Learn how you can use hundreds of Python plugin variants to extend QGIS. The skills you’ll develop in this QGIS tutorial will get you prepared for developing your plugins for QGIS so that your needs are satisfied. Extend QGIS capabilities with Python to play with raster and vector layers and do much more on the geographic information system like a professional!
QGIS is a powerful programming interface where you can use a broader range of software functions and also write scripts for task automation. Python is supported in QGIS for scripting, and that’s where we’ll focus on this QGIS Python tutorial so that you know exactly how to use QGIS. As you may already know, Python is a versatile coding language that is used in a wide array of tasks, including the GIS world. You can combine the two to enable more productivity in your work as you’ll be able to automate workflows. Added benefit – your work will be reproducible. One of the main advantages of choosing Python plugin development is the simplicity of distribution and more comfortable overall development compared to, for example, C++.
This QGIS Python tutorial is intended to help you master all the steps necessary to extend QGIS using custom plugins scripted with Python. You’ll cover parts from software installation and setting up your environment to implementation of geoprocessing.
To be able to start your work, you’ll first install QGIS for plugin development and then set up the configuration in PyCharm so that it recognizes and is ready to use QGIS Python interpreter and libraries. I will also teach you to develop the base files for new QGIS plugins, as well as metadata. You’ll practice deploying the created plugin so that other users could find it.
The scope of this QGIS tutorial will extend to the development of two different plugins, so let me briefly introduce them both so you know what you can expect and do with them as you finish the QGIS Python tutorial.
The purpose of the first plugin is to practice using raster and vector data to be able to see how to use QGIS (and other geospatial libraries) to load data into QGIS dynamically. We’ll develop and customize a GUI for data loading and performing the analysis. After analysis, we’ll save and display the results in the QGIS map canvas.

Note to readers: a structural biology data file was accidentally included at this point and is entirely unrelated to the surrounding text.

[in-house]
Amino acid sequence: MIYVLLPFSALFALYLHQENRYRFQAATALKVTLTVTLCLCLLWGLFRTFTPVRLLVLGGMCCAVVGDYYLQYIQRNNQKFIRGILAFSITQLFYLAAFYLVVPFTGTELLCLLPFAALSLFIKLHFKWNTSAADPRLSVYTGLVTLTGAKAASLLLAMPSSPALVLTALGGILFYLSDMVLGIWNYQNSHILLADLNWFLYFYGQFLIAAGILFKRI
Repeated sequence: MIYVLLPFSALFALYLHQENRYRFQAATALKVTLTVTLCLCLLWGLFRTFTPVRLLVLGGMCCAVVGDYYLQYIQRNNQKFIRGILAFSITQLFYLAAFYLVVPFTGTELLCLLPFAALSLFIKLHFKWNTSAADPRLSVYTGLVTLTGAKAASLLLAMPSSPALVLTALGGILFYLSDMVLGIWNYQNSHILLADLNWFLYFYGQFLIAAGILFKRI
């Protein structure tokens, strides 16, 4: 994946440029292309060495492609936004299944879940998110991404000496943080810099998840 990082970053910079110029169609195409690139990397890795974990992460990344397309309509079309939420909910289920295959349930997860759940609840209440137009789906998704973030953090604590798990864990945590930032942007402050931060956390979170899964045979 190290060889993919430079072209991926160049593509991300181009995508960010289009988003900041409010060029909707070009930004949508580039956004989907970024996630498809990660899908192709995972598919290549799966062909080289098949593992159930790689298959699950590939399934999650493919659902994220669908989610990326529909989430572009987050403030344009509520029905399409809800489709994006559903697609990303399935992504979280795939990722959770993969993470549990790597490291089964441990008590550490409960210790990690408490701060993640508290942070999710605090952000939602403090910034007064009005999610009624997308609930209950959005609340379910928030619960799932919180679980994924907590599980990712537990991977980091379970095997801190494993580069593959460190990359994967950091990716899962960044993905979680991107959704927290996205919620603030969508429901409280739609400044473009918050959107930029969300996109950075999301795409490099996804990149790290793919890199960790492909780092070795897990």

Working with the second plugin, we’ll put our hands on importing and displaying existing satellite imagery servers in our QGIS interface. We’ll have a little play around with Google, Bing, or ESRI servers. To help you focus more on how to use QGIS instead of searching for links to imagery servers, I’ve provided those in the QGIS Python tutorial material. I’ll explain how to import, display them, and automate the process as we develop plugins.
In this QGIS tutorial, we’ll also cover the topics of development of graphical user interface and data management; we’ll spend time analyzing geospatial data, tap into object-oriented programming, and, of course, code deployment. Lots to learn, but the QGIS Python tutorial is detailed enough to get more profound than just scratching the surface. I’ll meet you in class!
Konrad Hafen is a spatial scientist with a BSc degree in Wildlife & Fisheries and GIS and an MSc Degree in Watershed Science and Ecology. He has substantial experience in academic and government research developing and implementing numerical and spatial models for natural resources management.
Konrad Hafen has a great passion for teaching GIS and programming. He shares his experience with others on his website opensourceoptions.com and on YouTube channel where you can find tutorials and courses on GIS programming and data science.
Konrad Hafen is joyful to share his experience through online courses here on BitDegree. He will help you to get a better understanding of QGIS, Python, and PyCharm. You’ll learn how to develop Python plugins to extend QGIS functionality, use QGIS Python libraries for basic GIS data management, and much more. So are you ready to boost your knowledge? Join his course and start learning today!